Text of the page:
Too many people have asked the wrong question about Trent Lott and have come up with the wrong answer. The real question is not so much about Senator Lott's past statements but about the Republican Party's future.
What will Trent Lott's continuance as majority leader mean to his party's future in the political battles ahead, including the elections of 2004? In a closely divided country, anything can tip the scales.
A real racist would probably have had better sense than to make the remarks that got Trent Lott in hot water. Those who are convinced that Senator Lott is a racist should consider the fact that he has over the years said many ill-considered and even reckless things on many subjects besides race.
That doesn't reduce his responsibility. It adds to the political liability that the man has become in his role as majority leader in the Senate. The fact that some liberal Senate Democrats said from the outset that they did not believe Trent Lott to be a racist may be a measure of how much of a continuing liability they expect him to be for the Republicans -- and therefore how useful he will be as a target in future political battles in the Senate and at the polls in 2004.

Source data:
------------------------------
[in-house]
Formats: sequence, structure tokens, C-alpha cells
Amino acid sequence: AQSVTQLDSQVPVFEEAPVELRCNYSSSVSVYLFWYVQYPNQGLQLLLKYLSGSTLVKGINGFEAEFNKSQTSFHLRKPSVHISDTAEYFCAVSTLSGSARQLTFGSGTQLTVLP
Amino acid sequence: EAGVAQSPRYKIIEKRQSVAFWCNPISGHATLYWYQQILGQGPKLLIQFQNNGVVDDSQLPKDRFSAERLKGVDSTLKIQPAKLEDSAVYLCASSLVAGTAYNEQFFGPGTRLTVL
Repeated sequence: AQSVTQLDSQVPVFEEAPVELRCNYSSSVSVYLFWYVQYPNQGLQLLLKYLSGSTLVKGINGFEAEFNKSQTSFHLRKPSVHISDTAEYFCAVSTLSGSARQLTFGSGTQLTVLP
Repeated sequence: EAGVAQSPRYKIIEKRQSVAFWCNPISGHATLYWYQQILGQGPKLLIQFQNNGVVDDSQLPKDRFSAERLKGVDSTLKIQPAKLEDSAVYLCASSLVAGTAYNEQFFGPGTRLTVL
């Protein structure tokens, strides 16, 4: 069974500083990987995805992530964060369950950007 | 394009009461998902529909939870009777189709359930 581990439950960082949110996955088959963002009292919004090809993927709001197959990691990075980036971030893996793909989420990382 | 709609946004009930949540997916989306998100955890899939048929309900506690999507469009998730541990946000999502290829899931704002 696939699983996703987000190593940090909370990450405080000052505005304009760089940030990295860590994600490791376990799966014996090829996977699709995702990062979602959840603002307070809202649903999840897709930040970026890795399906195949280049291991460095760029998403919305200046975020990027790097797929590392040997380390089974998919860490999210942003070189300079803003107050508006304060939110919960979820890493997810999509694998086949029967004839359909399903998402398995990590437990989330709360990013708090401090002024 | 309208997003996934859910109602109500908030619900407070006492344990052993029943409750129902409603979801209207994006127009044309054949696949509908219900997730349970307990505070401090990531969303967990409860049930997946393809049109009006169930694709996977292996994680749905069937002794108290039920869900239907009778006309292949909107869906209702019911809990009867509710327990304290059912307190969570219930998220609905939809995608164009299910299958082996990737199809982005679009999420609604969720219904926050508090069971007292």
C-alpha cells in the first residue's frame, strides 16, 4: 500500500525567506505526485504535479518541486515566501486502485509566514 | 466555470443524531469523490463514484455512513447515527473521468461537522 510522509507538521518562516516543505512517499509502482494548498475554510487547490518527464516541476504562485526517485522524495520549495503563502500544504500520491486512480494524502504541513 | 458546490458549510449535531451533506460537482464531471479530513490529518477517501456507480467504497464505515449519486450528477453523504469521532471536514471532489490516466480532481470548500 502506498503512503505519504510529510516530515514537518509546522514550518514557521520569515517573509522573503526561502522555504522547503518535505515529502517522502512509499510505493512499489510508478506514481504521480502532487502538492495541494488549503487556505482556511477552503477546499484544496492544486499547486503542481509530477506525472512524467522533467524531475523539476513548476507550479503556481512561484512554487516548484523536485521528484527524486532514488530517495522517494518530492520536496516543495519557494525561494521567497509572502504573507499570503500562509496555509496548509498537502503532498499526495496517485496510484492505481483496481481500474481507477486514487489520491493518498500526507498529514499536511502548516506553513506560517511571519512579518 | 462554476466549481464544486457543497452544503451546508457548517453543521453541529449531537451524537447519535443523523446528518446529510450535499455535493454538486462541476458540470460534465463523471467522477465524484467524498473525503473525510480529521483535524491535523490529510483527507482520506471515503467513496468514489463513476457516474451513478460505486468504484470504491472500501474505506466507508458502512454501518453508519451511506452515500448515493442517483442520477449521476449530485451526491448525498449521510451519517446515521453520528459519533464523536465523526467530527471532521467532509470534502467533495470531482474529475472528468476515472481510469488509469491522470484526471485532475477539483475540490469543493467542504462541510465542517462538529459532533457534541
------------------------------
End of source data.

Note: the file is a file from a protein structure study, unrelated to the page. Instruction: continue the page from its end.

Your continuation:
Some defenders of Senator Lott were angry at the double standards being applied in the media and elsewhere. Race hustlers like Jesse Jackson and Al Sharpton were taken seriously in the media when they attacked Senator Lott morally, despite Jackson's own record of anti-Semitic remarks and the hoax against white public officials that put Al Sharpton on the map.
All that is true -- and important in other contexts -- but irrelevant to the crucial issue of whether Trent Lott should have remained the majority leader of the Senate Republicans. Stopping black racists from accusing others of racism was not one of the options available to Republicans. Nor was making the media honest an option on the table, desirable as that might be.
The actual choice facing Republicans is whether they want Trent Lott to be out front as the face of their party when they confront future political battles over judicial nominees, national security and the rest of the Bush administration agenda.
Any judge who has ever ruled against any claim -- however outrageous -- by any organization that calls itself a civil rights group is likely to be hit with charges of "racism" when he or she is nominated for an appellate court appointment and is up for confirmation in the Senate. Who is going to go on nationwide television and reassure the public that the nominee is not a racist? Trent Lott?